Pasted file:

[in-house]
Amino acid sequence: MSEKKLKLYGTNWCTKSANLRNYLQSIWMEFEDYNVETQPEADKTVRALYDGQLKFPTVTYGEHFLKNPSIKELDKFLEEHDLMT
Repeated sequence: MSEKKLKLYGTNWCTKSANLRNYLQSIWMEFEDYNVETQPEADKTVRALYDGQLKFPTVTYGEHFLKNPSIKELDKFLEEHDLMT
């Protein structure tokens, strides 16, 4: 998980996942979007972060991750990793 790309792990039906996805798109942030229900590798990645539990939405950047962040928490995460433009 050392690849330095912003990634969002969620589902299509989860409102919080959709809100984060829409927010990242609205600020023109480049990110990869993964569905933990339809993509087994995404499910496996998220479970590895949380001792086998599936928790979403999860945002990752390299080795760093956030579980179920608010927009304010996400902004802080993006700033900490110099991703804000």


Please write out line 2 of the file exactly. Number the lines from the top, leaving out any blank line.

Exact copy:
Amino acid sequence: MSEKKLKLYGTNWCTKSANLRNYLQSIWMEFEDYNVETQPEADKTVRALYDGQLKFPTVTYGEHFLKNPSIKELDKFLEEHDLMT